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Mark Gates




Location: United Kingdom
Joined: 02 Jan 2012

Posts: 18

PostPosted: Mon 11 Jun, 2012 12:21 pm    Post subject:         Reply with quote

Hi Lee

Thanks for your insight on importing, it seems not everyone has had hassle free experiences. Its not just Customs throwing their uneducated weight around that puts me off importing blades, its also the duty and at 20% plus shipping (even thats taxed). I imported a diamond ring last year for my wife and as expected it cost me 70 in duty, so the cost to import say a high end A&A sword would be about the same if not more.

When all is said and done, the UK government simply do not want us to own anything other than a butter knife. My intention is therefore to follow some good advice and talk to some custom makers. By the way Lee, what is this nice single hander you dropped the biggest of hints at?

Mark
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Lee O'Hagan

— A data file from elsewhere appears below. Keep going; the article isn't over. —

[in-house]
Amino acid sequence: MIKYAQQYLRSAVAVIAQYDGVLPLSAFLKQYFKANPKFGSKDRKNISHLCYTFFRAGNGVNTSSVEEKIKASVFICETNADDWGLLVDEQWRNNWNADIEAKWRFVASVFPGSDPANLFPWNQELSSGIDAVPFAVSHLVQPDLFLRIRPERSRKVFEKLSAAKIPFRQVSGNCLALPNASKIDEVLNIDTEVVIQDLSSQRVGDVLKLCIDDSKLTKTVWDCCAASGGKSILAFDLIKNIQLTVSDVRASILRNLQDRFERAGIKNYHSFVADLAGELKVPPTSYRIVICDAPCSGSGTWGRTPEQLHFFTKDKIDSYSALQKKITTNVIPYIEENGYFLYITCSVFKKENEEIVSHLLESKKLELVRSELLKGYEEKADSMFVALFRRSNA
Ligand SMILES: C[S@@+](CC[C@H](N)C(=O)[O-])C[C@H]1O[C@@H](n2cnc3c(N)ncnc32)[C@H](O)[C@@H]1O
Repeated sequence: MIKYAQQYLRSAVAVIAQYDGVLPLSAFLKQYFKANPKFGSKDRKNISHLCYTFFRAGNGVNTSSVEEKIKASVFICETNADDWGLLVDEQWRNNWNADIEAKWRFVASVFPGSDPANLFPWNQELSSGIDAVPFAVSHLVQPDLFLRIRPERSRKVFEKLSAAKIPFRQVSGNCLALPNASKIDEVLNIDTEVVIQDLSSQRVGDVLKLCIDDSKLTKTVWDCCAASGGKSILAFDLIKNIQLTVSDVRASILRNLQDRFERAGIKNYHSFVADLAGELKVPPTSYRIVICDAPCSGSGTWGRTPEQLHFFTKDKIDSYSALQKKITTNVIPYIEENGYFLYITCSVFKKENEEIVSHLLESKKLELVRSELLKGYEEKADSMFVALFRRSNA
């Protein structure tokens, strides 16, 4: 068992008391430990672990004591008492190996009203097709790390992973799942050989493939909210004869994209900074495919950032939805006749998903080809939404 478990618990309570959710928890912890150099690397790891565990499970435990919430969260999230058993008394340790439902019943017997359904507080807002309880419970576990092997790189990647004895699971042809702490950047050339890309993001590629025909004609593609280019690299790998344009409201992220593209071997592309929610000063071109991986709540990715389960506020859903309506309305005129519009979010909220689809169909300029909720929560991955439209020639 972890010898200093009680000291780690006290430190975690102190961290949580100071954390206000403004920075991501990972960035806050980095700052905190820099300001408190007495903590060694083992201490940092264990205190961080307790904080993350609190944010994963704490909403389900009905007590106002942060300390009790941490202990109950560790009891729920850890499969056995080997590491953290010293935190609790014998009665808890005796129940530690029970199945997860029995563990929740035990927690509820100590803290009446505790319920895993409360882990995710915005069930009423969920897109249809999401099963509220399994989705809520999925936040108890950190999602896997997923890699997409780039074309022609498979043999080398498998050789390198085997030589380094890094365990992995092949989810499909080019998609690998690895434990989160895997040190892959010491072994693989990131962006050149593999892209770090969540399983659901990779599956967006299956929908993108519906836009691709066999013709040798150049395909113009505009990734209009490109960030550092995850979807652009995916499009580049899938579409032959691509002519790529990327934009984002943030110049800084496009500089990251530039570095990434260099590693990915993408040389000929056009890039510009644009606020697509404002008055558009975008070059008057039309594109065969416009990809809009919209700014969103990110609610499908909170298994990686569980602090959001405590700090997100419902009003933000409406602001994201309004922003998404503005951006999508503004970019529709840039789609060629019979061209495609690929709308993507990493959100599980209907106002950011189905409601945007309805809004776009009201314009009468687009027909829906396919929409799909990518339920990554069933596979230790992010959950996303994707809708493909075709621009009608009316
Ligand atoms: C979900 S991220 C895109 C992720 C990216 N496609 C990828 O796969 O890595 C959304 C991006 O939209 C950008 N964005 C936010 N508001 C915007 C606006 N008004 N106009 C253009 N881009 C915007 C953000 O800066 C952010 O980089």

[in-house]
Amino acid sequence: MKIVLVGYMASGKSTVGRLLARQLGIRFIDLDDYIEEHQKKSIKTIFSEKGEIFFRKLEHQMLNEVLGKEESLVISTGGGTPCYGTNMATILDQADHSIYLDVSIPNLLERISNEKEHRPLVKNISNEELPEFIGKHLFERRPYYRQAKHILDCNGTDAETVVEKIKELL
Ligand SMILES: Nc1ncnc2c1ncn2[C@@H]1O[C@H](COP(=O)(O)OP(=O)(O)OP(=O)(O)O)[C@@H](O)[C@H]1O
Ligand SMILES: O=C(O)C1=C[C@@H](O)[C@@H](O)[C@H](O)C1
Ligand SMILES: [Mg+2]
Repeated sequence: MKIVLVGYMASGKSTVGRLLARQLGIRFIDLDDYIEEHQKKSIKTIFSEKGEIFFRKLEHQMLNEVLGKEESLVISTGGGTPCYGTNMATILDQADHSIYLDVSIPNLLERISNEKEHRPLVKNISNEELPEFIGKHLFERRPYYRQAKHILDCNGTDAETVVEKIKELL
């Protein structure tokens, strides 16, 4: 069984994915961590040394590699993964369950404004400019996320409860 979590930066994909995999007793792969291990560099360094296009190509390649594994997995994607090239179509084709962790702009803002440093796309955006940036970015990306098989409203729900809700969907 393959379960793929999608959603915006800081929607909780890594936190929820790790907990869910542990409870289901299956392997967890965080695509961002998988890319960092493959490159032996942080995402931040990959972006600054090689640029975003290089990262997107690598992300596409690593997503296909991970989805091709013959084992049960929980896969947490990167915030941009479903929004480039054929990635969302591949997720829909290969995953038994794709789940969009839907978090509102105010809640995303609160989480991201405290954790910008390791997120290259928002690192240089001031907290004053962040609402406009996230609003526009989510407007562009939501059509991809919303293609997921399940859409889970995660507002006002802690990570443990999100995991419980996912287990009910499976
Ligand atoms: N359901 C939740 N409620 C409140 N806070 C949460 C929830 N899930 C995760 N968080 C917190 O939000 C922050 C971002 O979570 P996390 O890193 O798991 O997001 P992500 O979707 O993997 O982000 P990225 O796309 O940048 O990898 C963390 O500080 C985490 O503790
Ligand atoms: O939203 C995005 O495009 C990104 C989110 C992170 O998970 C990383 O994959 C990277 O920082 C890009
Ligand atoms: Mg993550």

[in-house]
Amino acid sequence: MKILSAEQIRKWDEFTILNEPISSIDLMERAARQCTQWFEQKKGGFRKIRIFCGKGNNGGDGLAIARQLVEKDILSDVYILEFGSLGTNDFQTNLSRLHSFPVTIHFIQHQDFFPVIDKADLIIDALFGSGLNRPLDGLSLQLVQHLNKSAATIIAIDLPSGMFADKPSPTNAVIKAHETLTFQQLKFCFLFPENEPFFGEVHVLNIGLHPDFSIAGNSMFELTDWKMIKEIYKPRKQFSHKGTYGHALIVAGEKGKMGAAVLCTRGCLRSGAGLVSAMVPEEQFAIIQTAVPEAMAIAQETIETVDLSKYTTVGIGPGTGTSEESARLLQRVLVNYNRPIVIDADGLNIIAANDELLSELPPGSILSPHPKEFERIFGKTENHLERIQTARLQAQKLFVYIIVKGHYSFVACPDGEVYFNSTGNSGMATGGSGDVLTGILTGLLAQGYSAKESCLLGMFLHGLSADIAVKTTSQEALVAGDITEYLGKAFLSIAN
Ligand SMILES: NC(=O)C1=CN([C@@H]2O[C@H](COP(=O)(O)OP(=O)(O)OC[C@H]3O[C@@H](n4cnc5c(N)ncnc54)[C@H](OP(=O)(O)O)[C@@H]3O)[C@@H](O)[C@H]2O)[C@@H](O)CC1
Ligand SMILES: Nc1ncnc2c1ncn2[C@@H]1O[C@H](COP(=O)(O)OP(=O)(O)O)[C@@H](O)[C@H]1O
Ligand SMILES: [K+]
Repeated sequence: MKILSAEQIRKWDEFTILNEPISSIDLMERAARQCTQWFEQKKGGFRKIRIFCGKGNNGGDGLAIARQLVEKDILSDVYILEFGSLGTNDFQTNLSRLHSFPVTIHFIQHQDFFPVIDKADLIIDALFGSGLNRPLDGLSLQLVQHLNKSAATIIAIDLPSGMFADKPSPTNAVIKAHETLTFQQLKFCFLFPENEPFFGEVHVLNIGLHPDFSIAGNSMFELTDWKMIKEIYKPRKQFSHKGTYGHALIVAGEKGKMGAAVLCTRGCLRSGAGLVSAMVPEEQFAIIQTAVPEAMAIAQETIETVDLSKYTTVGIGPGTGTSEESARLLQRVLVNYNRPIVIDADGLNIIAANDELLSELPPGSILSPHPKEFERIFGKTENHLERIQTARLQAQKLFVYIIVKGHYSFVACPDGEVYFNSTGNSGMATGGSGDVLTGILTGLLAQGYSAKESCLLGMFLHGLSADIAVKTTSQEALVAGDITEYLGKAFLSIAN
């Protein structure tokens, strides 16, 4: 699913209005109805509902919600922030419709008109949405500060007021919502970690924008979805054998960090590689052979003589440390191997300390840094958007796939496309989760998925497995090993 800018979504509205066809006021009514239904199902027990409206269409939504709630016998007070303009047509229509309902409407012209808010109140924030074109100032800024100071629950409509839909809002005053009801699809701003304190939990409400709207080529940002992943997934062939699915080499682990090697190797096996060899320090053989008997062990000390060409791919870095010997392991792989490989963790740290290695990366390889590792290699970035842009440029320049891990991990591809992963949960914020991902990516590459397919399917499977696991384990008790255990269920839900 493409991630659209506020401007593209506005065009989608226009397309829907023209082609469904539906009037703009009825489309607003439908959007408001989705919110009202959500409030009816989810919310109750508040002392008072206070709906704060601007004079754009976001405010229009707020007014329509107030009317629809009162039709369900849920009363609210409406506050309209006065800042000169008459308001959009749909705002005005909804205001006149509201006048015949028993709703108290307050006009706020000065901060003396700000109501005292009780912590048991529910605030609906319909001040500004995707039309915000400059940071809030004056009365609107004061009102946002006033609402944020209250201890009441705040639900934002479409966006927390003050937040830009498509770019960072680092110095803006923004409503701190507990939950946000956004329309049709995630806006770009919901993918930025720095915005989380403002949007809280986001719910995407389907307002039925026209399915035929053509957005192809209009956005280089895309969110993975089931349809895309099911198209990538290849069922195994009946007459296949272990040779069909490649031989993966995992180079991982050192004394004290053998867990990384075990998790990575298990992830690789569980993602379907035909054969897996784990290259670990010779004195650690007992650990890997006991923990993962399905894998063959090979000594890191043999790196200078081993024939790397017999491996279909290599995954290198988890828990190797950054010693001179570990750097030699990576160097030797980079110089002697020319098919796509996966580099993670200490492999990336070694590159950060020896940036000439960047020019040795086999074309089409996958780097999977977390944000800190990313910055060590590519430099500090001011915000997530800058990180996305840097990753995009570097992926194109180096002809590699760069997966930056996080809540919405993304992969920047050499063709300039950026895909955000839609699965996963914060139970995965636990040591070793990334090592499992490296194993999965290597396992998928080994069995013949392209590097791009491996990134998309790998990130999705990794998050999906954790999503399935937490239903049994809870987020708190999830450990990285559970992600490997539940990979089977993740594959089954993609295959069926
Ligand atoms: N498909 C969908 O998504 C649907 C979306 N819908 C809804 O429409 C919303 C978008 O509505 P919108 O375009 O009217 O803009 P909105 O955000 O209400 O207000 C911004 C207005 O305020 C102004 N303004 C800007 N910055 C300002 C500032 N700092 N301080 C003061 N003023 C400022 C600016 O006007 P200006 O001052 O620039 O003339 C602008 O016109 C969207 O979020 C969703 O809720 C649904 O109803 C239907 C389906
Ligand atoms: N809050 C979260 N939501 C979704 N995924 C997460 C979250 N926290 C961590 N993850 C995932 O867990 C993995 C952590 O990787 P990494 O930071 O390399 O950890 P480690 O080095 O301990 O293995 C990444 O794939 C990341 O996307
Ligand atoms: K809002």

Location: Northamptonshire,England
Joined: 30 Sep 2003
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Posts: 507

PostPosted: Mon 11 Jun, 2012 1:03 pm    Post subject:         Reply with quote

You picked out my second biggest pet hate,tax on the carriage charge,
the first being the 8.00+ charge to actually collect the parcel,

lol,
the huge hint,Happy
why sir that would be a nice custom Tinker sword,for the record,
but if it'd be of interest shoot me a pm,no worrie's. Cool

but back on track,
UK wise, i've had great experience's with St George armoury,Castlekeep,
armour class do some nice stuff,
Todds stuff do some fine ware's. and of late Owen Bush has had a few more swords out in the market,good guy,great product,
plenty of great makers to provide all you need within the EU,
more depends on taste and budget,
but having imported more than i should,it's a shame when a good deal gets hammered through custom's with no actuall ryhme or reason,
paid more charges on a sub thousand dollar item than +thousand,
actually depends with customs if they work out the tax in or $, so good and bad experience's,Happy
the above with all paperwork correct,no silliness involved,
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Ryan S.





Joined: 04 May 2012